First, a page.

While the immersive industries have suffered from multiple false alarms that “this year is the year”, 2018 is undoubtedly shaping up to be a pivotal year for mass consumer adoption. Recent advancements across both hardware and software laid the groundwork for VR and AR, making them more accessible. Here are some of the highlights from 2017:
- Headset price reductions enabled wider VR accessibility, generating more interest
- Inside-out tracking headsets released to the public for the first time
- Over 2 million PSVR units were sold since its launch in 2016
- Apple launched their first AR platform, ARKit
- Google renamed their “Project Tango” AR efforts to “ARCore” in response to Apple’s ARKit, which set them back as the previous market leader
- Mira Headset launched the Google Cardboard of AR, Meta 2 launched a dev kit, and Magic Leap emerged from stealth mode
- Facebook and Snapchat developed tools to ease AR creation
As we progress through the hype curve and trough of disillusionment, expectations of mainstream status are soon going to match reality.
1. AR/VR headsets will be completely revamped by Fall
Inside-out tracking, high resolution screens, and improved graphics will make 3DOF (3-degrees of freedom) headsets a relic of the past. We’re moving into a market where all headsets (including mobile) will offer 6DOF (6-degrees of freedom) at an affordable price.
Oculus announced they’ll be releasing the Oculus Go headset, an all-in-one mobile VR headset early this year. Though this news is exciting, many are holding out for the consumer version of Santa Cruz, the predecessor to the Rift, which will be announced at Oculus Connect 5 later this year.
Santa Cruz will use inside-out tracking, which doesn’t require external devices like cameras or lighthouses used in the “big three” systems: Oculus Rift, HTC Vive, and PSVR. Instead, cameras are placed on the headset and look outward to track and determine their position. The increased mobility in a confined space will make experiences feel even more real.
Microsoft already uses that technology in their VR headsets, otherwise known as Mixed Reality headsets. Their push to make VR more accessible included chopping the price of headsets significantly–to as low as $400. By lowering the PC minimum spec for these headsets, people can immerse into VR experiences on their current PCs. We expect even more advanced technology (including increased pixel density) to be available at the same price later this year.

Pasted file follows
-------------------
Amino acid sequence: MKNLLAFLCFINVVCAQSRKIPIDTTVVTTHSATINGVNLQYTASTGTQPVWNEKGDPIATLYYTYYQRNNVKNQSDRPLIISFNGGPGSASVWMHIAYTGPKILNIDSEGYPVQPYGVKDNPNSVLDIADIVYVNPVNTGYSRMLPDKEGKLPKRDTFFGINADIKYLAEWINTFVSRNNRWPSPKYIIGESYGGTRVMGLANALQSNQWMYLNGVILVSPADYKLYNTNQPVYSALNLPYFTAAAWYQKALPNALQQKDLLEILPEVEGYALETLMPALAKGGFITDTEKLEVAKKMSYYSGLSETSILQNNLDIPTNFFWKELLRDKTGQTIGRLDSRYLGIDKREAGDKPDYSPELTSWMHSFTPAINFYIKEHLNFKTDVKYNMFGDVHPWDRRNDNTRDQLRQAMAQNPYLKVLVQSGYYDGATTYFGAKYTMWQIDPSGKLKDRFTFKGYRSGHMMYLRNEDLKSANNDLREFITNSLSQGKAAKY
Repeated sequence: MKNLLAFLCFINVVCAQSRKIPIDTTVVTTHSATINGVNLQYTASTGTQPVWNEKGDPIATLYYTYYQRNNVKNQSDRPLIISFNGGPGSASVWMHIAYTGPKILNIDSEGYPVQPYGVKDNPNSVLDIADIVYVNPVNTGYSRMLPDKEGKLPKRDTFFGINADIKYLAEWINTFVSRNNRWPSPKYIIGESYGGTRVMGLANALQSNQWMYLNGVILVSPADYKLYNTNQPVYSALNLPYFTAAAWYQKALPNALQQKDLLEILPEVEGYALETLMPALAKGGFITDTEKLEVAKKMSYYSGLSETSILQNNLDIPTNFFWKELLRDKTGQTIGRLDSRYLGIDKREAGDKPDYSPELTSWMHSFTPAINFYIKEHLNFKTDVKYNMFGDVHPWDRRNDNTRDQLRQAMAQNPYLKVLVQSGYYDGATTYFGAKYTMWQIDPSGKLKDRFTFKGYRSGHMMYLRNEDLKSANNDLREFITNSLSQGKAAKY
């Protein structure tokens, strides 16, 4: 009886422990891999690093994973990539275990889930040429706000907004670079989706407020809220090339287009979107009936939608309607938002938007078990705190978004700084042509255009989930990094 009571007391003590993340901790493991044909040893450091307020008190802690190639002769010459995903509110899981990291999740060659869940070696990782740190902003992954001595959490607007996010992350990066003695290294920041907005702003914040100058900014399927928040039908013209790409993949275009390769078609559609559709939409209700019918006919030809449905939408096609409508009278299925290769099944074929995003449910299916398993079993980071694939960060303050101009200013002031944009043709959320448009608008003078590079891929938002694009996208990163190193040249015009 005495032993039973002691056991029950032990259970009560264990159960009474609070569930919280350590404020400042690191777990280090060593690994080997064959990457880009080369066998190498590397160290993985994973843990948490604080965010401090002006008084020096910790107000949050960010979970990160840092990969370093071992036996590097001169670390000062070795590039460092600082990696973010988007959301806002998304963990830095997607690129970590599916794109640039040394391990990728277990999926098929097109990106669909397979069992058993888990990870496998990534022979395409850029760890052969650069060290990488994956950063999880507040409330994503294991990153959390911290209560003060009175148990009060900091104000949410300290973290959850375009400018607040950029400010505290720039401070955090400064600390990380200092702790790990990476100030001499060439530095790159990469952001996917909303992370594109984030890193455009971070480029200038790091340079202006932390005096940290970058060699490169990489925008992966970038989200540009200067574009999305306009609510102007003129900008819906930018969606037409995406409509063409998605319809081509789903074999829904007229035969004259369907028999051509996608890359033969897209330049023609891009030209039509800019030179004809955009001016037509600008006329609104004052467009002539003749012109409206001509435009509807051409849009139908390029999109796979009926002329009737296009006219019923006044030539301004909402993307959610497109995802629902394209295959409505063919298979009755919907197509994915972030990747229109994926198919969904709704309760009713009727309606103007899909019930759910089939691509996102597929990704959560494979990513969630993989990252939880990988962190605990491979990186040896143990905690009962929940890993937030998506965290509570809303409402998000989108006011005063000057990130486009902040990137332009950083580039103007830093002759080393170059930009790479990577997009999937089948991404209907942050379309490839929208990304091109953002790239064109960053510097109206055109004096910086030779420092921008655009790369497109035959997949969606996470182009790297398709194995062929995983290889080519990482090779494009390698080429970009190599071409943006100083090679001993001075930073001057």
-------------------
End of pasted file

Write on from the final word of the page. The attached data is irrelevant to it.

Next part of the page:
At CES this past month, HTC announced the Vive Pro, an evolution of their current Vive headset that touts a 78% increase in pixel density, with a 2,880 × 1,600 resolution (compared to the current 2,160 × 1,200). Google also debuted their new 6DOF (6-degrees-of-freedom headset), the Lenovo Mirage, which is slated to release in Q2 2018 and is said will be priced under $400.
As for AR headsets, Magic Leap emerged from stealth mode to tease us with a bare bones preview of their upcoming Creator edition headset. No details were provided, other than the announcement that a creator portal would be coming soon to allow developers to build for the upcoming platform. While Magic Leap’s final product this year is sure to be bulky, we believe technical achievements will set the stage for leaner headsets in the future.
2. Voice is the new standard UI
As we’re seeing the rise of tools like Siri, Google Home, and Alexa, people are interacting with technology in a more natural way. Rather than manually entering searches and requests, voice recognition has made it easy for the everyday consumer to communicate with their devices the way they would with a friend. It’s not uncommon to verbally ask your cell phone what the weather is today, and be greeted with an accurate response.
Similarly, as we develop UIs for AR/VR, it’s become very evident that 2D menus, keyboards, and buttons in VR/AR do not work. Using these 2D elements in 3D environment feels unnatural, and greatly discounts the authenticity of an immersive experience. Fortunately, there have been drastic advancements with voice-to-text technology; an explosion of applications now have the ability to support multiple languages and differentiate between users. Voice to prompt action, paired with visuals, will make for the most powerful immersive experience to come.
3. Social AR/VR is happening…